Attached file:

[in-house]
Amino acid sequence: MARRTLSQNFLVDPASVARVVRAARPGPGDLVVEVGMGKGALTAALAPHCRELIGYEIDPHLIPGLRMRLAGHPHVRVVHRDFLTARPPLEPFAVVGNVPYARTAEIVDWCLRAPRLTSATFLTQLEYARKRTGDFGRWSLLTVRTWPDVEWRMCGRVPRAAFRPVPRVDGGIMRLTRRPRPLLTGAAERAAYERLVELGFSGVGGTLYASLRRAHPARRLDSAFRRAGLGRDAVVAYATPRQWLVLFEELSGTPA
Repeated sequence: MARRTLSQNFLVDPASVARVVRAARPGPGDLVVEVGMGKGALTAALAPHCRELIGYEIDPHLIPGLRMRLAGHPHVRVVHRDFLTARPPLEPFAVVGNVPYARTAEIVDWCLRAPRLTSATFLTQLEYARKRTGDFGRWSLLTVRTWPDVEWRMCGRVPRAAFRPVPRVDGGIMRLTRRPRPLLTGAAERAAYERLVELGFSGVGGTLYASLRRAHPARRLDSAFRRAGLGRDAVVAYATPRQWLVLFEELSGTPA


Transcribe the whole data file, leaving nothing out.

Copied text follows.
[in-house]
Amino acid sequence: MARRTLSQNFLVDPASVARVVRAARPGPGDLVVEVGMGKGALTAALAPHCRELIGYEIDPHLIPGLRMRLAGHPHVRVVHRDFLTARPPLEPFAVVGNVPYARTAEIVDWCLRAPRLTSATFLTQLEYARKRTGDFGRWSLLTVRTWPDVEWRMCGRVPRAAFRPVPRVDGGIMRLTRRPRPLLTGAAERAAYERLVELGFSGVGGTLYASLRRAHPARRLDSAFRRAGLGRDAVVAYATPRQWLVLFEELSGTPA
Repeated sequence: MARRTLSQNFLVDPASVARVVRAARPGPGDLVVEVGMGKGALTAALAPHCRELIGYEIDPHLIPGLRMRLAGHPHVRVVHRDFLTARPPLEPFAVVGNVPYARTAEIVDWCLRAPRLTSATFLTQLEYARKRTGDFGRWSLLTVRTWPDVEWRMCGRVPRAAFRPVPRVDGGIMRLTRRPRPLLTGAAERAAYERLVELGFSGVGGTLYASLRRAHPARRLDSAFRRAGLGRDAVVAYATPRQWLVLFEELSGTPA